Re: Template setters
Sorry for the late reply.
That is the logical problem that I try to bring your attention at.
Most types that lack some ability should lack it. The reason is
conceptual nature of type. Some things (like thread, file descriptor)
are not copyable. Others (like some atomic) are not movable. Numerous
things (most dynamically polymorphic objects) are neither. That is
because of the very nature of the objects and not because of strange
whim of designers.
I am not negating the nature of types being (non)copyable/movable.
My point is exactly the opposite - some things should exhibit such
(lack of) properties and we should respect it. Yet we should not tie
ourselves to knowing the properties of such types, when that
knowledge is not necessary. Using template setters frees us from the
need of such knowledge.
It is needless complication added to code if it anticipates that
something that is highly unlikely (a thread becomes copyable) may
happen. C++ is strongly typed. Interfaces dictate types, generic
interfaces dictate conceptual nature of types (with traits and
'enable_if's). "Anything goes" is not good policy for C++.
You have a point there with "anything goes" policy. But let me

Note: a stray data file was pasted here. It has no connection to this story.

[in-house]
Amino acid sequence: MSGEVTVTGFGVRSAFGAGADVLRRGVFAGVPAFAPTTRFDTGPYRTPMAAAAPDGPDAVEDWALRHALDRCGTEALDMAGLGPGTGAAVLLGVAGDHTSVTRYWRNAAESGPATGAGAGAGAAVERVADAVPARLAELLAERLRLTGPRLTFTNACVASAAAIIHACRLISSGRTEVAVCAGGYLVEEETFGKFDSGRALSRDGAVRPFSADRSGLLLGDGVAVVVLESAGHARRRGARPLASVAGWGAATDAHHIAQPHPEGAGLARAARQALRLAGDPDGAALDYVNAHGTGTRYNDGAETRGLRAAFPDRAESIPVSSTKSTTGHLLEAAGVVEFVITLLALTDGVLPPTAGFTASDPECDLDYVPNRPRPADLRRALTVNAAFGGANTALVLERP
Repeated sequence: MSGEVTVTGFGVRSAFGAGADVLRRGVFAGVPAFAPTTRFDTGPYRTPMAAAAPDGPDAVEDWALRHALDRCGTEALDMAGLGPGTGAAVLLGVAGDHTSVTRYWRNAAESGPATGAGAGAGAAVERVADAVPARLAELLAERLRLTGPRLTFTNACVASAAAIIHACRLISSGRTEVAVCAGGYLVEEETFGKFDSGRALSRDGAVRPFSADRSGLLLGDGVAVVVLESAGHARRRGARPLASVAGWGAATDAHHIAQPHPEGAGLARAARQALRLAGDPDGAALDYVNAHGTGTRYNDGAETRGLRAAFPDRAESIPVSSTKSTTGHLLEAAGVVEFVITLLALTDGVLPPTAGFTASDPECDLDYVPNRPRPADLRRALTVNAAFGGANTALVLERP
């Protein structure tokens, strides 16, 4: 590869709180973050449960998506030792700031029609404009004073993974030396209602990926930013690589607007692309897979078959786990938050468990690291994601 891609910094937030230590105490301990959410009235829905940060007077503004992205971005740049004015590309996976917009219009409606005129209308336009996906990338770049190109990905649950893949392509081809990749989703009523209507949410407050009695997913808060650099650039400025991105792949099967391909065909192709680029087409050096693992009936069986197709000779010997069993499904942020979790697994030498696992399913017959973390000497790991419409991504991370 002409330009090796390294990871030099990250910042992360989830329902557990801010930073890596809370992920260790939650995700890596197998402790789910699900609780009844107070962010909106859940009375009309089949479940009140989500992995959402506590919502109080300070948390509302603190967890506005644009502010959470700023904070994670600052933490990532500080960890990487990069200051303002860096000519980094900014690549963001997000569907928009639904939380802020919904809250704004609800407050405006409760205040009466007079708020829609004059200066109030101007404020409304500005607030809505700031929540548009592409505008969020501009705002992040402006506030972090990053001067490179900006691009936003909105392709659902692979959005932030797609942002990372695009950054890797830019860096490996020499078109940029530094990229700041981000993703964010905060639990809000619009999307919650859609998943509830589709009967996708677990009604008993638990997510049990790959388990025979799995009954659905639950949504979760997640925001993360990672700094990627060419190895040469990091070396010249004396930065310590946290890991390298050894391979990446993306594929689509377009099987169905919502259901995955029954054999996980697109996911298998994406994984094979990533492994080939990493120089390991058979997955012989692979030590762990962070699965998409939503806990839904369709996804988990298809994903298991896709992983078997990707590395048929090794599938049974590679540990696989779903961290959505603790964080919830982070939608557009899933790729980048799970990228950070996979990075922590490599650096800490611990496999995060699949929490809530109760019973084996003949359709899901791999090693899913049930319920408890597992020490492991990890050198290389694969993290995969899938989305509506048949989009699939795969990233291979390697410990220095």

address previous point first. That anticipation is tied to the
knowledge about the type - if you don't know/care about the type,
you also have no anticipations of it. The setters, in their nature,
only require the type to be "settable" - to have operator = in more
technical terms. Template setters only make this requirement, as
all trivial setters. That makes them decoupled from the type being
set. They neither know nor care nor anticipate what types should be
accepted in assignment. Hand-coded, old style setters make that
assumption with every overload.
Maybe 'unique_ptr' is bad example since it is usually conceptually
not attribute itself but merely a "unique reference" to actual
attribute. I trust it must work with 'T const&'. Anything must.
Does not below code work? (I haven't tested myself but it feels
I'm glad you posted that code, because it shows how the setter
overloading can be abused. Consider this modified code:
void copyX( XPtr const& x )
theX.reset( x ? new X(*x) : nullptr );
void setTheX(T &&x)
theX = std::forward<T>(x);
In the original version, setTheX() was misleading. It was not setting
a variable to a new value - it was copying it. unique_ptr implies
exclusive ownership and passing it to a setter usually means passing
the ownership. Would you expect a copy to be made? Even more - your
code assumes X is copyable. It is constrained by that type. You also
tied yourself to uniqe_ptr by assuming it's not copyable. What if it
wasn't unique_ptr but some other smart pointer? Would you tie yourself
to its interface? If shared_ptr was used instead, would you modify
the function body and change the logic? Too many assumptions made.
Now in the above example, the name was changed to explicitly state a
copy is made. The function clearly states its intention. On the other
hand the setter now does, what setters should do - it assigns a new
value to a variable. It behaves as someone would expect it to
behave; it is detached for the interface of unique_ptr and it is
future-proof. Changing the type to shared_ptr would result in no code
change in the setter, possibly only in use cases. Also you could do